Welcome to the second-ever issue of Everything Skateboarding. Thanks for taking the time to check it out and give it a look. I think I can speak for the entire staff when I say that we genuinely appreciate the sincere love and enthusiastic feedback that we all received with Issue One. Seriously: thank you so, so much. We love you all.
The February and March issues of Everything Skateboarding have evolved over the past month to materialize as the “Spotlight On The Skateshops” double-issue. Of course, there’s a short story that goes with that, and explains how it all came to pass.
In the world of internet publishing, there is no such thing as “stopping the presses”- neither literally, nor figuratively. Instead, random events have a weird way of organically, yet substantially, steering the content and the coverage. This month, I started our “skateshop outreach” in earnest. I had no idea going into it, just how significant it would ultimately be.
At first, this was simply designed as a way of promoting the website to the reader base, and to make sure that the shops that I was calling were still in business. Then, if they were, I asked them if they wanted to be added to The Skateshop List. It’s totally free, and there are no strings attached; it’s simply another small way that we can give back to the community that gives us so much. It’s really the least we could do.
In speaking to shops, however, I found that bigger, far more substantive conversations came straight to the surface. I immediately got the impression that shops have a lot to say these days, but very few eager listeners. Being in the media, though, active listening is a finely honed skill; as a result, it tends to come pretty easily to me. The shops that I called had a lot of struggles on their plates, and heaps of stories to tell. I enthusiastically absorbed them all like a dry sponge. And I really, really enjoyed the experience.
Around the same time, one of my local skate shops approached me for some help. I’ve long thought that our industry would go really far toward stability and sustainability, if our brands and our media could do something to tangibly support our retailers. Brian Upton at The Sk8 Haus in Surprise, Arizona, gave me the opportunity to do just that. Again, the request was simple enough: he just needed some help with some fairly tedious tasks, and a few promotional pointers here and there. It really wasn’t all that much to ask, so I jumped on in to help whenever and wherever I could. In the past few months, we’ve both learned a lot about the day-to-day struggles that the modern retailer faces… and we’ve enacted a whole host of quick, easy, inexpensive ideas that almost any shop could use to improve their engagement, their effectiveness, their customer service, their community initiative, and their profitability. We’ll be talking about that, in detail, next month.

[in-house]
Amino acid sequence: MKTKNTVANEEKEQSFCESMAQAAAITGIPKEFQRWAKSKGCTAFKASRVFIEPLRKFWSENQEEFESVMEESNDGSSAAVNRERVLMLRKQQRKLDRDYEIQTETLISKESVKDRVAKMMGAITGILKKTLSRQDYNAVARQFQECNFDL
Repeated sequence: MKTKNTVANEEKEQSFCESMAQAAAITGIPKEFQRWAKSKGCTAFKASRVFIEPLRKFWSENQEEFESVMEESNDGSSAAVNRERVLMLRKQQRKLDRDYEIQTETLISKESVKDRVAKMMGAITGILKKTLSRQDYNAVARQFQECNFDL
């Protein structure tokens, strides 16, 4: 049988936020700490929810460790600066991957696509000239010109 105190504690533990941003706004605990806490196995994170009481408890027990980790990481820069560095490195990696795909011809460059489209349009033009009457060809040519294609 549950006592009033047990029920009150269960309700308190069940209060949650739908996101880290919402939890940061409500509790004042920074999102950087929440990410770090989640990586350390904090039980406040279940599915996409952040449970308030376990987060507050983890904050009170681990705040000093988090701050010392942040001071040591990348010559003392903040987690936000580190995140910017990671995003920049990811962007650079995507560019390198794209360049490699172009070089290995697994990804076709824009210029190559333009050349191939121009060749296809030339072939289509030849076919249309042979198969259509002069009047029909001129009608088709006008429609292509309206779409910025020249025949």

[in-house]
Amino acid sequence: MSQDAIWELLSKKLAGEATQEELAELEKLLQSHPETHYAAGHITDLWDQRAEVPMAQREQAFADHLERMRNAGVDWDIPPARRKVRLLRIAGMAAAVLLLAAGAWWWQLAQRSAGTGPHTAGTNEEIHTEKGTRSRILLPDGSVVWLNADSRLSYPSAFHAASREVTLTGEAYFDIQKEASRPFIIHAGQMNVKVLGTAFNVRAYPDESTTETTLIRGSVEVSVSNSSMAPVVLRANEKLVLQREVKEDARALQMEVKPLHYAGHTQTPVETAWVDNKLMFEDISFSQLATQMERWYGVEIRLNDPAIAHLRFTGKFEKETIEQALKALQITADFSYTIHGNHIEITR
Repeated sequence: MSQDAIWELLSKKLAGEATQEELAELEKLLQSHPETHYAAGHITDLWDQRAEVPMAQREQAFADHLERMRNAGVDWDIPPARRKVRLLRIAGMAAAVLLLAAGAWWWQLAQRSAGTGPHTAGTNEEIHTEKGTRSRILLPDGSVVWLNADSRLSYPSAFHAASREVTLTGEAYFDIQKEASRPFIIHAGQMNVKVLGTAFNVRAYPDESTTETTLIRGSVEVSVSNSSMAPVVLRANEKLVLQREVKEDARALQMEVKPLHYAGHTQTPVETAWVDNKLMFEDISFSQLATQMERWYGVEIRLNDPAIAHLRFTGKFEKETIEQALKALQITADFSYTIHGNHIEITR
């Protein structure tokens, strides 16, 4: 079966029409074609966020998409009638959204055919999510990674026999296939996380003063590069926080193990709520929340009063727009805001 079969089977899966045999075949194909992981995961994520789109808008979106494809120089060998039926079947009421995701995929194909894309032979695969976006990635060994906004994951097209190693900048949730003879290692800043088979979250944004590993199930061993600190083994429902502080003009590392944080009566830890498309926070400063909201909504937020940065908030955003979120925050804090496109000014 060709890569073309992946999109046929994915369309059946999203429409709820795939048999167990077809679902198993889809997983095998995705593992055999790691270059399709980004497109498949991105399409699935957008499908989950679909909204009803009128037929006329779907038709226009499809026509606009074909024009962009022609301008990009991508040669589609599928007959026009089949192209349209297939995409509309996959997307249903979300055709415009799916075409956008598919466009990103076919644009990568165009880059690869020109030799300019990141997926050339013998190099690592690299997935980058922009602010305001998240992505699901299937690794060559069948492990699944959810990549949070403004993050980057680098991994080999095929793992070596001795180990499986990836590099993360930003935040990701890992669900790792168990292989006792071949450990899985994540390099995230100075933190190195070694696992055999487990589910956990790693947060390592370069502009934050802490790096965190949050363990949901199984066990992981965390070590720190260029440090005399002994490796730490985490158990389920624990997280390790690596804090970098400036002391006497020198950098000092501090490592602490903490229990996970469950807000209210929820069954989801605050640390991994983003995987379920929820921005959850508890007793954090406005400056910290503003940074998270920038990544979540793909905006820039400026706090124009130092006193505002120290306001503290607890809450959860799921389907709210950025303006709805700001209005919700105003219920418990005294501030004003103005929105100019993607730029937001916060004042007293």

I was asked a few weeks back, what “the point” of Everything Skateboarding is. Well, of course, I’m a pretty ambitious bloke, so there are quite a few “points” that I could touch on. But this month, my immediate, off-the-cuff answer was that I wanted to do my small part to architect a parallel industry template. One that inclusively invites manufacturers, brands, brick and mortar retailers, and the skater-consumers to work together, hand in hand, with a mutually supportive ethos, to build a truly skater-owned and operated industry that serves the customer, and serves them remarkably well. Put another way: our industry should be one-hundred-percent skater run and operated at all times. The ethos should be that skater-owned manufacturers support skater-owned brands that, in turn, support skater-owned shops; ultimately, they all exist to support the everyday skater in the street. And vice versa: it’s very important that skaters genuinely support all of these skater-owned cogs in the wheel, because if they don’t, the wheel falls apart, and we’re left with The Big Uncaring Corporate Machine being the only alternative. And I don’t think anybody in their right mind really wants that.
That skaters-supporting-skaters ethos would be industry perfection, right there. That’s a goal well worth working hard, and working tirelessly toward.
The media, I believe, has a huge role to play in that architecture, as we (generally) work in an even-handed manner for all the participating parties, with a minimum of profiteering self-interest. Put more simply: we’re looking out for everyone’s interests, all along the way. That’s our job. That’s what we’re here to do.
Here at Everything Skateboarding, we take our jobs pretty seriously. We’re ready, willing, and able to do our small part to make the dream of an all-supportive, by-skaters-for-skaters industry a tangible, concrete reality.
The question is: are you?
Enjoy the issue.
Bud Stratford, Executive Director, Everything Skateboarding